Bernhard, S. (2006) Transient integral boundary layer method to calculate the translesional pressure drop and the fractional flow reserve in myocardial bridges. BioMedical Engineering OnLine, 5 (42).

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Official URL: http://dx.doi.org/10.1186/1475925X542
Abstract
Background The pressure drop – flow relations in myocardial bridges and the assessment of vascular heart disease via fractional flow reserve (FFR) have motivated many researchers the last decades. The aim of this study is to simulate several clinical conditions present in myocardial bridges to determine the flow reserve and consequently the clinical relevance of the disease. From a fluid mechanical point of view the pathophysiological situation in myocardial bridges involves fluid flow in a time dependent flow geometry, caused by contracting cardiac muscles overlying an intramural segment of the coronary artery. These flows mostly involve flow separation and secondary motions, which are difficult to calculate and analyse. Methods Because a three dimensional simulation of the haemodynamic conditions in myocardial bridges in a network of coronary arteries is timeconsuming, we present a boundary layer model for the calculation of the pressure drop and flow separation. The approach is based on the assumption that the flow can be sufficiently well described by the interaction of an inviscid core and a viscous boundary layer. Under the assumption that the idealised flow through a constriction is given by nearequilibrium velocity profiles of the FalknerSkanCooke (FSC) family, the evolution of the boundary layer is obtained by the simultaneous solution of the FalknerSkan equation and the transient vonKármán integral momentum equation. Results The model was used to investigate the relative importance of several physical parameters present in myocardial bridges. Results have been obtained for steady and unsteady flow through vessels with 0 – 85% diameter stenosis. We compare two clinical relevant cases of a myocardial bridge in the middle segment of the left anterior descending coronary artery (LAD). The pressure derived FFR of fixed and dynamic lesions has shown that the flow is less affected in the dynamic case, because the distal pressure partially recovers during reopening of the vessel in diastole. We have further calculated the wall shear stress (WSS) distributions in addition to the location and length of the flow reversal zones in dependence on the severity of the disease. Conclusion The described boundary layer method can be used to simulate frictional forces and wall shear stresses in the entrance region of vessels. Earlier models are supplemented by the viscous effects in a quasi threedimensional vessel geometry with a prescribed wall motion. The results indicate that the translesional pressure drop and the mean FFR compares favourably to clinical findings in the literature. We have further shown that the mean FFR under the assumption of HagenPoiseuille flow is overestimated in developing flow conditions.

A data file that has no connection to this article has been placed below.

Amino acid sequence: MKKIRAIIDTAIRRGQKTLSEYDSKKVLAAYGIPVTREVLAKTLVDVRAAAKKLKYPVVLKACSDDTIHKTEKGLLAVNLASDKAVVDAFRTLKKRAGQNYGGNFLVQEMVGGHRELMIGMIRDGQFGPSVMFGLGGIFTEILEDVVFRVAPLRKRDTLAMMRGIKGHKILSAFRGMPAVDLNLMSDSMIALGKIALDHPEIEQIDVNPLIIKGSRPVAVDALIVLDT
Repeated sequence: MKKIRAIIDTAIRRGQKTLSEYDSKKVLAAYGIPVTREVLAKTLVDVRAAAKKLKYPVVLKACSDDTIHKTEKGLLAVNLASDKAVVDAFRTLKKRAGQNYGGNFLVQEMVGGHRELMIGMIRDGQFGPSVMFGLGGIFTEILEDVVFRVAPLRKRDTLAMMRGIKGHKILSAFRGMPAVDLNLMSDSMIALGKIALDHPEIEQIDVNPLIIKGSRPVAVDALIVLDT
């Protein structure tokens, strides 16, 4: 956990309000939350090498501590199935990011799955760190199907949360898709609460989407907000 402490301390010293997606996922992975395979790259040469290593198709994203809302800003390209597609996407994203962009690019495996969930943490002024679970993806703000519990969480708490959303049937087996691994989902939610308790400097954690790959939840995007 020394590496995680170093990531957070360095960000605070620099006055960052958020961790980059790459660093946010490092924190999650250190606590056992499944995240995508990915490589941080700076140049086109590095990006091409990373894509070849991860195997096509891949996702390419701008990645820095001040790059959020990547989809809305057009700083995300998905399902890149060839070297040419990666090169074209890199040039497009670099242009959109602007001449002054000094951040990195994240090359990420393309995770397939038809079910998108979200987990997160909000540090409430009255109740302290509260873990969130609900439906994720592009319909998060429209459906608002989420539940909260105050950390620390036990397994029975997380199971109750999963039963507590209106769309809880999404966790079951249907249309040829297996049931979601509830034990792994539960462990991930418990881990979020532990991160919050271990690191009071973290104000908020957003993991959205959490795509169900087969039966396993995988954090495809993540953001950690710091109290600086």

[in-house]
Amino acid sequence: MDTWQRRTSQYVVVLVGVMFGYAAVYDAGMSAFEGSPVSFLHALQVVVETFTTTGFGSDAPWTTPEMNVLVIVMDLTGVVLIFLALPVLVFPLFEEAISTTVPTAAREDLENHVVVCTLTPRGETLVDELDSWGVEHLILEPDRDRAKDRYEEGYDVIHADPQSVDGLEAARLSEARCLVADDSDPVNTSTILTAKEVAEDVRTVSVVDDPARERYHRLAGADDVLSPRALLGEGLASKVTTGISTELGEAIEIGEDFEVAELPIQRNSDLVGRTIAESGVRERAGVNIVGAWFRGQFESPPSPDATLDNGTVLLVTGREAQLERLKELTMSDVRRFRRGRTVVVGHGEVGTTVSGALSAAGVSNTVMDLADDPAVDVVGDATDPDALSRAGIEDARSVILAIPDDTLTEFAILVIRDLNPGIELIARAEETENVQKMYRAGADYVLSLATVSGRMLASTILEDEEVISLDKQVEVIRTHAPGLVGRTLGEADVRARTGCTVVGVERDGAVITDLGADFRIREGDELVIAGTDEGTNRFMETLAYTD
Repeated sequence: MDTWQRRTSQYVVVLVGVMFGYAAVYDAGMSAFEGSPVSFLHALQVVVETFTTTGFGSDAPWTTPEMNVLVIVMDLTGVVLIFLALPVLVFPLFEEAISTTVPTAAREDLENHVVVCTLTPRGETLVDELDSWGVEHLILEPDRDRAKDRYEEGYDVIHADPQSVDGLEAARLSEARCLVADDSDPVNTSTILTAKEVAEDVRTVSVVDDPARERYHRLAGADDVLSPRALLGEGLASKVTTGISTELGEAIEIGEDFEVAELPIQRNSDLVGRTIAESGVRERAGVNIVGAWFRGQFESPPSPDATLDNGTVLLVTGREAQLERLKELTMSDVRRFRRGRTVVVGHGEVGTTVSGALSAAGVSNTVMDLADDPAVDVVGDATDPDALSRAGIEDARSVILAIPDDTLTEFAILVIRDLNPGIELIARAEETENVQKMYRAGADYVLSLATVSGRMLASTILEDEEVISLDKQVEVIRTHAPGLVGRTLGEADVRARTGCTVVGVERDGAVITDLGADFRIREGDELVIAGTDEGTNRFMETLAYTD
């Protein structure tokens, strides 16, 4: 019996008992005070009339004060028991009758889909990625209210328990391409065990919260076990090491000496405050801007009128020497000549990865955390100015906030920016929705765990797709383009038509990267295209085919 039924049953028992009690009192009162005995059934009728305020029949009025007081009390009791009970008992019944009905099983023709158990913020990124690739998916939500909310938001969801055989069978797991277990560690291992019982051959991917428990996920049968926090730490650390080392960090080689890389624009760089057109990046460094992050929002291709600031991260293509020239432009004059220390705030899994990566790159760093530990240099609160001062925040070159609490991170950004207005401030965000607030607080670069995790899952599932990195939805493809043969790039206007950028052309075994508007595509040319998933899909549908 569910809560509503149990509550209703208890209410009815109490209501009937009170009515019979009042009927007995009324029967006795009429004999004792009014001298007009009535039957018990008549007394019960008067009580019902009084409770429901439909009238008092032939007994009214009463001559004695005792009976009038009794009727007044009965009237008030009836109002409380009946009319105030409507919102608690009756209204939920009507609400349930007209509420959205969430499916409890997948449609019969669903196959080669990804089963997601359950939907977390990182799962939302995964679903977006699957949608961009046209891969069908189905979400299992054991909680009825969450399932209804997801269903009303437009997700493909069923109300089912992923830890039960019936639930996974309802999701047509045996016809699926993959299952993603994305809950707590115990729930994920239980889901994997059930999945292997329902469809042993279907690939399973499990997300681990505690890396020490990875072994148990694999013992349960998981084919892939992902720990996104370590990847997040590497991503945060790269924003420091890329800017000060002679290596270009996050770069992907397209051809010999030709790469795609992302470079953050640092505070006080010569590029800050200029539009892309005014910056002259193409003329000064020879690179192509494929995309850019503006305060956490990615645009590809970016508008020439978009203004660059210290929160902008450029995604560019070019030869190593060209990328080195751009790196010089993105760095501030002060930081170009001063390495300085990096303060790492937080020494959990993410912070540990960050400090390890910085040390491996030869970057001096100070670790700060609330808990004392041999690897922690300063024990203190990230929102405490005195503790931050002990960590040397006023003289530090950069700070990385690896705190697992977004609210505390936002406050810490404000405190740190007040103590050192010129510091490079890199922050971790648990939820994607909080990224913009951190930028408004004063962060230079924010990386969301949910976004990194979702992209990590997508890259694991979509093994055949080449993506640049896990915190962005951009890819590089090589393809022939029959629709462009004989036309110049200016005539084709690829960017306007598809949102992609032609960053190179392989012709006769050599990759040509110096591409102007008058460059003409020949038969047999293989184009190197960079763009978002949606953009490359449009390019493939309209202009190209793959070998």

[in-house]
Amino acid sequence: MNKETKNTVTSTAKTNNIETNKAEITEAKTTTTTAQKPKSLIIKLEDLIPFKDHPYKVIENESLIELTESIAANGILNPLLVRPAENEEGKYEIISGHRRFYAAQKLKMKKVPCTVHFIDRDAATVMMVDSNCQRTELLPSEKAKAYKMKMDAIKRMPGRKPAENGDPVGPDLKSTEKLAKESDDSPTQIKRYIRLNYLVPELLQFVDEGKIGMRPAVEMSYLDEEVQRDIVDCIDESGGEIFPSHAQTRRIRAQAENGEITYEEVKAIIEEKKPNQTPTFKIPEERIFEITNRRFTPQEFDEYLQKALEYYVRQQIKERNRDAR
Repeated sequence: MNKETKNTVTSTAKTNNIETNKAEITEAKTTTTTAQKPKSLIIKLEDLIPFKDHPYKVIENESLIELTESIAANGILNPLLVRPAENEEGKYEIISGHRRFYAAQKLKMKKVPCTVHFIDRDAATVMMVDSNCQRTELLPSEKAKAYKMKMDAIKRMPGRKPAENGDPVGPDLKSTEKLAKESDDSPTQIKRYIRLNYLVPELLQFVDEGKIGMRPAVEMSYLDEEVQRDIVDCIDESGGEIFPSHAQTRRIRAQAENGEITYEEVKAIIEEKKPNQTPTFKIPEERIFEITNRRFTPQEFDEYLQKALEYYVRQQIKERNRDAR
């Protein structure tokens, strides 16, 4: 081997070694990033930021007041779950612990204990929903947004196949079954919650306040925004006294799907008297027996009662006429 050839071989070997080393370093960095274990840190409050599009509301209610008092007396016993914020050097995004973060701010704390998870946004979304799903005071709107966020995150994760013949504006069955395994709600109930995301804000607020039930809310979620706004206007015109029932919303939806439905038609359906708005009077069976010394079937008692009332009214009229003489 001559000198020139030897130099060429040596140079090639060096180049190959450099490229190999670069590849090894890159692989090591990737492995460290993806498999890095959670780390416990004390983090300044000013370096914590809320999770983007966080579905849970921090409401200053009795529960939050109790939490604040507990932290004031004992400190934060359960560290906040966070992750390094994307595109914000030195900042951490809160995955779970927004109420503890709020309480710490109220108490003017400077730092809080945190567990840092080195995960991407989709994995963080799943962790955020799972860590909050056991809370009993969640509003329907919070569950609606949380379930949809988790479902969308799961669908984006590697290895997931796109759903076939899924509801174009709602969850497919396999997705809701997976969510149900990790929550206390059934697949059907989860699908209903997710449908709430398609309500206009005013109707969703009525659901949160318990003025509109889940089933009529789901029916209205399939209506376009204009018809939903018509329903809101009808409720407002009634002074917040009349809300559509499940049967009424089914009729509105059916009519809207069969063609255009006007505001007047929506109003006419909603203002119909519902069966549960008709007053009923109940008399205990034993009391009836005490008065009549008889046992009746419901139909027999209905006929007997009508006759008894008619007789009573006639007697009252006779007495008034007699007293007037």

Item Type:  Article 

Subjects:  Mathematical and Computer Sciences > Mathematics > Mathematical Modelling Subjects allied to Medicine > Anatomy > Pathology Mathematical and Computer Sciences > Mathematics > Applied Mathematics Mathematical and Computer Sciences > Mathematics > Engineering/Industrial Mathematics Subjects allied to Medicine > Medical Technology > Biomechanics Mathematical and Computer Sciences > Mathematics > Numerical Analysis 
ID Code:  948 
Deposited By:  Dr. Stefan Bernhard 
Deposited On:  22 Sep 2010 09:24 
Last Modified:  03 Mar 2017 14:40 
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